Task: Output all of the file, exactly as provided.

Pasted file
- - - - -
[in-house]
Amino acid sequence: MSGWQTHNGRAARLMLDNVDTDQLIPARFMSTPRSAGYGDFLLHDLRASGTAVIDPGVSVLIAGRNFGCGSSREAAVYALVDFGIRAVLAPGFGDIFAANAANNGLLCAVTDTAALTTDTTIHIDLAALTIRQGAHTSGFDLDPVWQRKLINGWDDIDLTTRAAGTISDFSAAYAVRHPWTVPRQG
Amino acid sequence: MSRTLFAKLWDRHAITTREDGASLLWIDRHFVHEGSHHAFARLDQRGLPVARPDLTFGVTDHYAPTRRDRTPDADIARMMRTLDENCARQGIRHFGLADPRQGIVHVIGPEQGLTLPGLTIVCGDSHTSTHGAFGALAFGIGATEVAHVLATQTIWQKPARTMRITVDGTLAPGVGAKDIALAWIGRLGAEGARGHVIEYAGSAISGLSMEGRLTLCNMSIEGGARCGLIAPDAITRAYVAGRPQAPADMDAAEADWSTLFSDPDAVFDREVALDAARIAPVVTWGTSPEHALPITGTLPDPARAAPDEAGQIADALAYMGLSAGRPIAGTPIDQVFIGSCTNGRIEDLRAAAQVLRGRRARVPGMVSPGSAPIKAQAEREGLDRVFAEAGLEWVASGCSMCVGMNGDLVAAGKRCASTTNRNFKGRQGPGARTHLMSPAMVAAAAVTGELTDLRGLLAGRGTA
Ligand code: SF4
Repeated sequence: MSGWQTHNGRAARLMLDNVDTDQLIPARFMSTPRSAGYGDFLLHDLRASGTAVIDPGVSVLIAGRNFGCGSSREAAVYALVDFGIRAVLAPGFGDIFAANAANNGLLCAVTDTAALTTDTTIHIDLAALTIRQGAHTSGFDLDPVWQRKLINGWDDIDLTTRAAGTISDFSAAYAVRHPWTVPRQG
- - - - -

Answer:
[in-house]
Amino acid sequence: MSGWQTHNGRAARLMLDNVDTDQLIPARFMSTPRSAGYGDFLLHDLRASGTAVIDPGVSVLIAGRNFGCGSSREAAVYALVDFGIRAVLAPGFGDIFAANAANNGLLCAVTDTAALTTDTTIHIDLAALTIRQGAHTSGFDLDPVWQRKLINGWDDIDLTTRAAGTISDFSAAYAVRHPWTVPRQG
Amino acid sequence: MSRTLFAKLWDRHAITTREDGASLLWIDRHFVHEGSHHAFARLDQRGLPVARPDLTFGVTDHYAPTRRDRTPDADIARMMRTLDENCARQGIRHFGLADPRQGIVHVIGPEQGLTLPGLTIVCGDSHTSTHGAFGALAFGIGATEVAHVLATQTIWQKPARTMRITVDGTLAPGVGAKDIALAWIGRLGAEGARGHVIEYAGSAISGLSMEGRLTLCNMSIEGGARCGLIAPDAITRAYVAGRPQAPADMDAAEADWSTLFSDPDAVFDREVALDAARIAPVVTWGTSPEHALPITGTLPDPARAAPDEAGQIADALAYMGLSAGRPIAGTPIDQVFIGSCTNGRIEDLRAAAQVLRGRRARVPGMVSPGSAPIKAQAEREGLDRVFAEAGLEWVASGCSMCVGMNGDLVAAGKRCASTTNRNFKGRQGPGARTHLMSPAMVAAAAVTGELTDLRGLLAGRGTA
Ligand code: SF4
Repeated sequence: MSGWQTHNGRAARLMLDNVDTDQLIPARFMSTPRSAGYGDFLLHDLRASGTAVIDPGVSVLIAGRNFGCGSSREAAVYALVDFGIRAVLAPGFGDIFAANAANNGLLCAVTDTAALTTDTTIHIDLAALTIRQGAHTSGFDLDPVWQRKLINGWDDIDLTTRAAGTISDFSAAYAVRHPWTVPRQG